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The serpentine belt in a car operates the water pump, which keeps engine temperature under control; the alternator, which charges the battery; power steering; and air conditioning. The serpentine belt gets its name from the way it winds around all the pulleys driven by the crankshaft, replacing the older V-belt system of using individual belts for individual accessories. This makes replacement easier, but when it breaks, everything it is wound around stops rotating. Many serpentine belt systems include a spring loaded pulley known as an automatic tensioner, which ensures that the belt is not too tight or too loose. It is recommended that these belts are replaced every 45,000-60,000 miles or when it becomes cracked, frayed, or glazed.

info from http://www.lubefast.com/serv05.htm and http://www.oilchanger.com/automotive/serpentine.htm and http://autorepair.about.com/library/glossary/bldef-728a.htm

A serpentine belt is an all-in-one device that drives a number of accessories and critical parts on a modern automobile. It takes the place of a number of separate belts that were used in earlier car models, and are still used today in some cars: fan belt, alternator belt, and 'accessory belts' used to power in-car accessories, like your radio and other components. All of these belts work in basically the same way; they take power from the engine when it is running to power other devices in your car, or synchronize timing through a system of toothed belts and gears. Since all of these belts do basically the same thing (pull RPM's off the engine and use them to generate motion, either of an actual rotating part (fan) or of a generator (in the alternator or power steering pump)), someone got the bright idea of taking one big, long belt and looping it through every single device in the car that runs off a belt.

Since it winds around all over the place, it is called a serpentine belt. The advantage to the serpentine belt is that it reduces the number of points of failure in the car; no longer can any of 15 belts break or come loose. The problem is that the serpentine belt then becomes one massive source of failure; while you may be able to limp along in a multi-belt car that is missing or slipping a belt or two, a problem with the serpentine belt generally means that the car does not go, or at least does not go in a manner that makes you want to keep driving it. Common problems with a serpentine belt are a loose belt, which causes a terrible screeching noise, or a broken or slipped belt, which can cause your car to not go, or can cause you to lose control of the car if your power steering pump looses power while you are attempting to drive.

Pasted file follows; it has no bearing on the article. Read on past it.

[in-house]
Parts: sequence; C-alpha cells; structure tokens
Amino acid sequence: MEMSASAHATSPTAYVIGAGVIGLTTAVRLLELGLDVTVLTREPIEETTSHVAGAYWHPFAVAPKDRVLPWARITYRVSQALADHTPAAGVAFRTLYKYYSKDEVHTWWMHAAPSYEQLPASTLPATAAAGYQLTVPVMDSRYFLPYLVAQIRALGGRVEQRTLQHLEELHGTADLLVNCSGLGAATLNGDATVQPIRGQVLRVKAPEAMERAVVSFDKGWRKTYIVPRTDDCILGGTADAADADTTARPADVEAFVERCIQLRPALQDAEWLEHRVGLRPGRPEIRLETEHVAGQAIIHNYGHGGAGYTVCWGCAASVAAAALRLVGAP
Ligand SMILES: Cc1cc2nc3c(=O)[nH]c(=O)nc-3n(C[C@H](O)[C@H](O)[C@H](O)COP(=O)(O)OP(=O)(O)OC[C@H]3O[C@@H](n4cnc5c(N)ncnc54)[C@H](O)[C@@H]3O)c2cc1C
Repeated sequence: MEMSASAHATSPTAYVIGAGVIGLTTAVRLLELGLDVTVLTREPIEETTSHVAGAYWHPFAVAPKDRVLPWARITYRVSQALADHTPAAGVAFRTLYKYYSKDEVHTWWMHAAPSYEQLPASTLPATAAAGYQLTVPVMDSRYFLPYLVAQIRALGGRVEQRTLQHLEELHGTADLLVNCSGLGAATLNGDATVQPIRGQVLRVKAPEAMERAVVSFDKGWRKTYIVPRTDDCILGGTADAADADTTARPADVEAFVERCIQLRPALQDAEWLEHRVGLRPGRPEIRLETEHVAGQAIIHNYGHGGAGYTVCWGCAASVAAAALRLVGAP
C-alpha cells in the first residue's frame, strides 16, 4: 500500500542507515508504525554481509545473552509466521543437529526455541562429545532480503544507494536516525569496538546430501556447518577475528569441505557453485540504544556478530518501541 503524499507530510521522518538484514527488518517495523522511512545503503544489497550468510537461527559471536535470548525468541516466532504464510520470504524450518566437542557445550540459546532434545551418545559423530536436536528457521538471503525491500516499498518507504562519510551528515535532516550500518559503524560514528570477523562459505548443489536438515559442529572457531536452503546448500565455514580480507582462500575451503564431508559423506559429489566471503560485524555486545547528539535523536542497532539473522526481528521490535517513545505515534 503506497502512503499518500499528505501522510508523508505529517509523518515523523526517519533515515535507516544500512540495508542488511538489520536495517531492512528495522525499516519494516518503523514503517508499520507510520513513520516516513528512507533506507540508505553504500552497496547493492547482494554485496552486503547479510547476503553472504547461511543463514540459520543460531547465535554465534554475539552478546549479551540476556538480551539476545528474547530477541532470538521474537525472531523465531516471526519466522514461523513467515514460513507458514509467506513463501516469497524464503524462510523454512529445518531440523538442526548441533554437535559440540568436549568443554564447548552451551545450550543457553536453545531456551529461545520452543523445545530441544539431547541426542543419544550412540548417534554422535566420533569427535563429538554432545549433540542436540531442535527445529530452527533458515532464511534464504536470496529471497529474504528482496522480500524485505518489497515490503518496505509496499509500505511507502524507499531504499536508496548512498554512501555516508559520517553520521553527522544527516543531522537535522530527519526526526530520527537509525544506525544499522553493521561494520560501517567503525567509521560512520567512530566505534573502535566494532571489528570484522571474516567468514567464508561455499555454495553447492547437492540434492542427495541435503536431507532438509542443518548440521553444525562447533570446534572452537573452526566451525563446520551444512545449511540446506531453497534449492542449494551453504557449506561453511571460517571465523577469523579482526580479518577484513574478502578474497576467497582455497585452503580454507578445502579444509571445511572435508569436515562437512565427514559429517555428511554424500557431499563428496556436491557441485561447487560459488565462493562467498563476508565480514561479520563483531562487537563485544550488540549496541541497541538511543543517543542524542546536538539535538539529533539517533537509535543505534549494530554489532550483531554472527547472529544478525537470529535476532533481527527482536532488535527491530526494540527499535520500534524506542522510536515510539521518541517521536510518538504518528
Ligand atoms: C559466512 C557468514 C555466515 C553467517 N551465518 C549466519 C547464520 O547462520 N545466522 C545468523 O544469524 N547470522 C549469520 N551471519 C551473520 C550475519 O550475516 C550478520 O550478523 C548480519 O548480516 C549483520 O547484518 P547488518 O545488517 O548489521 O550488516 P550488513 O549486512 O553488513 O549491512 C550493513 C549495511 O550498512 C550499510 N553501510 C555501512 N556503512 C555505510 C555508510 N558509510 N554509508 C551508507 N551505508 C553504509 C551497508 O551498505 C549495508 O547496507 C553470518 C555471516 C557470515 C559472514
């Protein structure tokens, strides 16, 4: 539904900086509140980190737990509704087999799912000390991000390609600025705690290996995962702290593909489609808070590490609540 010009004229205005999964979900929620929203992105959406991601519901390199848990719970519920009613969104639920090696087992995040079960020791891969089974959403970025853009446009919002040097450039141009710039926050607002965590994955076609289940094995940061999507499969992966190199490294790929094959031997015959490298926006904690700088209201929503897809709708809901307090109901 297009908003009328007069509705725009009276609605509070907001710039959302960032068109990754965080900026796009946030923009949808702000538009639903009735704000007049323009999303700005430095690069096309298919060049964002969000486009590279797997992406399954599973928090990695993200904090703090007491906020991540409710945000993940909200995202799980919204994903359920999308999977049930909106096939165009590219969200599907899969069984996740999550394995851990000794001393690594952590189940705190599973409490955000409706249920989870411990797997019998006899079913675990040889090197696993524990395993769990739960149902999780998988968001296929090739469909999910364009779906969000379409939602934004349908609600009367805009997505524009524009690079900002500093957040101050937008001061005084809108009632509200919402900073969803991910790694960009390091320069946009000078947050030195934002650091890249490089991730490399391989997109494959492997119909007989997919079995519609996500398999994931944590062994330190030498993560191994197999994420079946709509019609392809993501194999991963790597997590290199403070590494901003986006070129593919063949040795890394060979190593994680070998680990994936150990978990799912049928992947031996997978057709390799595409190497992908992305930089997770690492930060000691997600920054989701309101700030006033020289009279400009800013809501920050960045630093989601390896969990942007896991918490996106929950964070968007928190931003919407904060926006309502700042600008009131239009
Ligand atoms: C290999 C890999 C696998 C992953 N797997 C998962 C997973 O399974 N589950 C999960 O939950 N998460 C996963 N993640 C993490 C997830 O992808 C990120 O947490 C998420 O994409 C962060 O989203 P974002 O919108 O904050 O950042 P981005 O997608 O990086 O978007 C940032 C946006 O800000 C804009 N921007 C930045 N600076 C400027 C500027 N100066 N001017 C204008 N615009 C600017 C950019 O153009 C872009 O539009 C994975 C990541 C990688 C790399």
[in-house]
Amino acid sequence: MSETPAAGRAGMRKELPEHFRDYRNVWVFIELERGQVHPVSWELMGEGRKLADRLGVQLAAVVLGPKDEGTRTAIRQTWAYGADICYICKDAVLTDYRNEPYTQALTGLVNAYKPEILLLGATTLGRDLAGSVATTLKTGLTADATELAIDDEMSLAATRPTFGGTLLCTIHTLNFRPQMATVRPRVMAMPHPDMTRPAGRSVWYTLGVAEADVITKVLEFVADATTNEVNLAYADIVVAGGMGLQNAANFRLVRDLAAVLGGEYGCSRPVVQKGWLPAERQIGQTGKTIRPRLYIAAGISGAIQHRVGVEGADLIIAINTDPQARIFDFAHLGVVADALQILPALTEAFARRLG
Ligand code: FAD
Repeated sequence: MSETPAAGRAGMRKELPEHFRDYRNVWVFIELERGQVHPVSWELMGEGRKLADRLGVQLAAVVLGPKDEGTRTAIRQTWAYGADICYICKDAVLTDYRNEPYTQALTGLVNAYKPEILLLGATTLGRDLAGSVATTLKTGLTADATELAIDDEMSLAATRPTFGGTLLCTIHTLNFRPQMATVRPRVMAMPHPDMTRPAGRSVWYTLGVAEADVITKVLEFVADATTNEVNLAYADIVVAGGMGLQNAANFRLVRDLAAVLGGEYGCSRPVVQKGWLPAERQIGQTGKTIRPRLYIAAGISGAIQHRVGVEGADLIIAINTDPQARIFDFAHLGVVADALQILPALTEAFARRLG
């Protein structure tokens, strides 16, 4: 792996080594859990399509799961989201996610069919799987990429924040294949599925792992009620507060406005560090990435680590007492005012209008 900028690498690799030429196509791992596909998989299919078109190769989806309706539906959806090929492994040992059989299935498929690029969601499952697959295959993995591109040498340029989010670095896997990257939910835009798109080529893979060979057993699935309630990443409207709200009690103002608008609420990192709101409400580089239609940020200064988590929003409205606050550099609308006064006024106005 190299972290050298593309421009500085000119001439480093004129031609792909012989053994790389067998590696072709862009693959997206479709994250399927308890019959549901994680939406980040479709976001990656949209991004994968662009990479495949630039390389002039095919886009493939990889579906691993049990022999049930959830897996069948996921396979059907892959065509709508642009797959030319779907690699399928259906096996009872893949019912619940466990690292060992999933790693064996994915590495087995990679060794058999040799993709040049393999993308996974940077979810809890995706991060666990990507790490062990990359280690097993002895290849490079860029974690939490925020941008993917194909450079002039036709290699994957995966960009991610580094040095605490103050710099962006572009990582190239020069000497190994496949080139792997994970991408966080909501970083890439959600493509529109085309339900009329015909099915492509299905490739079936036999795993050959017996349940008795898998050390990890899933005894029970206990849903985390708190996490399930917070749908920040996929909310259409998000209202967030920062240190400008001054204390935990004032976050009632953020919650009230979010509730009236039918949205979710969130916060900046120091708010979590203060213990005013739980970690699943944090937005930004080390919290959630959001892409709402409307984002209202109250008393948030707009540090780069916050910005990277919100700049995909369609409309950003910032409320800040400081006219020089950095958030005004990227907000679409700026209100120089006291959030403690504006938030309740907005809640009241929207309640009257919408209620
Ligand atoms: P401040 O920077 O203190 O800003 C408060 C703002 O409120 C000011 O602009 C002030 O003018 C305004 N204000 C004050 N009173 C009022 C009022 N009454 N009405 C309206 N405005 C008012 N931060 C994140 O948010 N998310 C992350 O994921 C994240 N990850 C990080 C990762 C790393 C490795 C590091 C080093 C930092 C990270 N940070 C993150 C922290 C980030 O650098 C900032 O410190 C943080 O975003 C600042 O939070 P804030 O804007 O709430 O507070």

Heat and cold take their toll on the serpentine belt, like any belt, as well as regular wear and tear. This is the cause of most belt slips or breaks, and thus most problems stemming from the serpentine belt. Most mechanics recommend that the serpentine belt be replaced as part of regular maintenance, at least by around 90,000 miles (that's an 'it should be OK' value, rather than the maintenance your manual suggests. YMMV). In addition to normal wear and tear, problems with a serpentine belt can be caused by a defective belt tensioner, which is responsible for- you guessed it- keeping the belt at the right tension, so as to prevent slipping or sqealing. For further information, consult Click and Clack.

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